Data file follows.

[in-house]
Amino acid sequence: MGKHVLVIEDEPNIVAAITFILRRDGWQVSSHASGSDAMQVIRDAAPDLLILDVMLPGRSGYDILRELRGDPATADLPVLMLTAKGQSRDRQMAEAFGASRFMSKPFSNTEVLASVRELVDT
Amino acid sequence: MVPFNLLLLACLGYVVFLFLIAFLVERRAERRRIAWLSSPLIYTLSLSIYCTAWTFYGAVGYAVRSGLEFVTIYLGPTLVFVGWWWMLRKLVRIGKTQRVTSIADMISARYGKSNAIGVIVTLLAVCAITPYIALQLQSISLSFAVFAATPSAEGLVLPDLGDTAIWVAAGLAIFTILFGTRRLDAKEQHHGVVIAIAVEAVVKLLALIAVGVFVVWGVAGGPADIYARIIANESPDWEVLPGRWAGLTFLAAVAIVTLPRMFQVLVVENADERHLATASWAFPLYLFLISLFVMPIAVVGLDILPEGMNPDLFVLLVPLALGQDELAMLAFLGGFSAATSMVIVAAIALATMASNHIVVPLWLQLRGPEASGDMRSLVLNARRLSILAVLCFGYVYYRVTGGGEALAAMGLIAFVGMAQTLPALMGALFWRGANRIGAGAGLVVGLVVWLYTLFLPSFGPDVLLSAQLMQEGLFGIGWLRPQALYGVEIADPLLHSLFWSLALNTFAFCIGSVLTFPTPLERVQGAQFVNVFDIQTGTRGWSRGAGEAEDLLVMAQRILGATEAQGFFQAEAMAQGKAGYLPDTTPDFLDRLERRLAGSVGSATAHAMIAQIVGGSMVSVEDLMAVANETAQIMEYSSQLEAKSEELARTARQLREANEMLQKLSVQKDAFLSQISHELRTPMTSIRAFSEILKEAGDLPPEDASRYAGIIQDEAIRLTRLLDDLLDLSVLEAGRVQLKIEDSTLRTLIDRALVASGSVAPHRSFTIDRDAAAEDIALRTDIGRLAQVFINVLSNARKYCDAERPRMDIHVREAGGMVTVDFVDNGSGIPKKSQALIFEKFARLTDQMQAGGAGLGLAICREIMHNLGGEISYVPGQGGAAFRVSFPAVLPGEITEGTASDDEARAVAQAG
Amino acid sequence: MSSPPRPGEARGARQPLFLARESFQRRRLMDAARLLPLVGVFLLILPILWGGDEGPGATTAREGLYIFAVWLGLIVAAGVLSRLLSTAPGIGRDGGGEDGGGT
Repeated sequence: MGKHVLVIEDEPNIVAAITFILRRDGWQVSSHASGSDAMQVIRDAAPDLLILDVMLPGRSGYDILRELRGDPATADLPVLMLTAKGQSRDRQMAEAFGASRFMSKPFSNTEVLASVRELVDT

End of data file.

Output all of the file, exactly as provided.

[in-house]
Amino acid sequence: MGKHVLVIEDEPNIVAAITFILRRDGWQVSSHASGSDAMQVIRDAAPDLLILDVMLPGRSGYDILRELRGDPATADLPVLMLTAKGQSRDRQMAEAFGASRFMSKPFSNTEVLASVRELVDT
Amino acid sequence: MVPFNLLLLACLGYVVFLFLIAFLVERRAERRRIAWLSSPLIYTLSLSIYCTAWTFYGAVGYAVRSGLEFVTIYLGPTLVFVGWWWMLRKLVRIGKTQRVTSIADMISARYGKSNAIGVIVTLLAVCAITPYIALQLQSISLSFAVFAATPSAEGLVLPDLGDTAIWVAAGLAIFTILFGTRRLDAKEQHHGVVIAIAVEAVVKLLALIAVGVFVVWGVAGGPADIYARIIANESPDWEVLPGRWAGLTFLAAVAIVTLPRMFQVLVVENADERHLATASWAFPLYLFLISLFVMPIAVVGLDILPEGMNPDLFVLLVPLALGQDELAMLAFLGGFSAATSMVIVAAIALATMASNHIVVPLWLQLRGPEASGDMRSLVLNARRLSILAVLCFGYVYYRVTGGGEALAAMGLIAFVGMAQTLPALMGALFWRGANRIGAGAGLVVGLVVWLYTLFLPSFGPDVLLSAQLMQEGLFGIGWLRPQALYGVEIADPLLHSLFWSLALNTFAFCIGSVLTFPTPLERVQGAQFVNVFDIQTGTRGWSRGAGEAEDLLVMAQRILGATEAQGFFQAEAMAQGKAGYLPDTTPDFLDRLERRLAGSVGSATAHAMIAQIVGGSMVSVEDLMAVANETAQIMEYSSQLEAKSEELARTARQLREANEMLQKLSVQKDAFLSQISHELRTPMTSIRAFSEILKEAGDLPPEDASRYAGIIQDEAIRLTRLLDDLLDLSVLEAGRVQLKIEDSTLRTLIDRALVASGSVAPHRSFTIDRDAAAEDIALRTDIGRLAQVFINVLSNARKYCDAERPRMDIHVREAGGMVTVDFVDNGSGIPKKSQALIFEKFARLTDQMQAGGAGLGLAICREIMHNLGGEISYVPGQGGAAFRVSFPAVLPGEITEGTASDDEARAVAQAG
Amino acid sequence: MSSPPRPGEARGARQPLFLARESFQRRRLMDAARLLPLVGVFLLILPILWGGDEGPGATTAREGLYIFAVWLGLIVAAGVLSRLLSTAPGIGRDGGGEDGGGT
Repeated sequence: MGKHVLVIEDEPNIVAAITFILRRDGWQVSSHASGSDAMQVIRDAAPDLLILDVMLPGRSGYDILRELRGDPATADLPVLMLTAKGQSRDRQMAEAFGASRFMSKPFSNTEVLASVRELVDT